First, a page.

The COVID-19 vaccine continues to reach new Good Samaritan Society locations every week. Ninety percent of locations have now had their first vaccination clinic, and 66% of residents have also had their first dose according to Rochelle Rindels, vice president of nursing and clinical services.

Watch now: Rochelle Rindels Facebook Live Q & A

Who gets vaccine priority?

Society staff and long-term care residents are the top priority when it comes to getting the vaccine.

“Once we get through those residents and patient-care facing employees, we’ll really work with the states,” Rochelle says.

Depending on the state, the next priority populations are older adults and people with chronic medical conditions.

“65 and above. We’re seeing some 75 and above,” Rochelle says.

Rochelle says because of the vaccines we are getting closer to fewer restrictions on family visitations.

“The vaccine is really the way that we’ll get to reopen and open our doors wide again,” Rochelle says.

In the meantime, locations are getting creative to help families see their loved ones with compassionate care visits and the essential caregiver program. Other centers are building safe visitation rooms.

Providing new treatment

A new COVID-19 treatment is becoming an important tool for Society residents to fight COVID-19. It is the monoclonal antibody therapy, or bamlanivimab, and it can be administered by Society staff members at some locations.

“I think the most rewarding is when our nurses can start and oversee that infusion from start to end for the residents that they’ve cared for. It’s really the light at the end of the tunnel,” Rochelle says. “Our nurses are just so grateful and honored to give this to residents.”

The "bam" treatment can reduce the severity of the COVID-19 symptoms and hospitalizations for residents.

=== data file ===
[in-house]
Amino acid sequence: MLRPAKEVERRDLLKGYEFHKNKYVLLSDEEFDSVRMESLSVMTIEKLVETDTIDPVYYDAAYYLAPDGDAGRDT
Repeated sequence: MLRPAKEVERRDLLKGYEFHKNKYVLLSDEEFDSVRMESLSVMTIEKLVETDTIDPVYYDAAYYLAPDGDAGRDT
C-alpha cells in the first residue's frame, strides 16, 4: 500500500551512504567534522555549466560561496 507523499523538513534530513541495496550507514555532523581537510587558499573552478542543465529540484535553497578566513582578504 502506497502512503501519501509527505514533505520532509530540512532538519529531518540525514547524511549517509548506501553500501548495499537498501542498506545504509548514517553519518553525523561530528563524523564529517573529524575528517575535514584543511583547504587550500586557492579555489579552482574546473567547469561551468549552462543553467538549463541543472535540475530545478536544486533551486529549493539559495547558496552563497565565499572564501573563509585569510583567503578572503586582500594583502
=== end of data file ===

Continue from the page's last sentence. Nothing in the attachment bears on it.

Watching for variants

The Society is keeping a close eye on different variants of the coronavirus that are popping up around the globe. It is not currently testing for variants at its locations.

“When you have a virus that moves through a large population of people there will always be some variant strains that surface out of that transmission over time,” Rochelle says.

The best example to look at, Rochelle says, is the annual flu vaccine.

“Each year when we have the influenza vaccination, it’s always a quadrivalent vaccine, meaning that covers four variants of the influenza virus. So we’re just starting to see some of those similar variants and that similar process come out in the COVID-19 process as well,” Rochelle says.

Rochelle says the variants do not present more serious symptoms. Still, it’s important to continue washing your hands, wearing your mask and practice social distancing to stop the spread.

Honoring heroes

Rochelle says keeping residents safe wouldn’t be possible without employees who are going above and beyond their call of duty.

“These residents really become family and part of our lives,” Rochelle says.

A nurse herself, Rochelle wants to say thank you to all those health care heroes working hard every day to take care of others at the Society.

“It seems like just your day-to-day work that you would not think twice about doing because you’re a nurse but the deep and impactful meaning that it has for residents and family members is really amazing to see,” Rochelle says.

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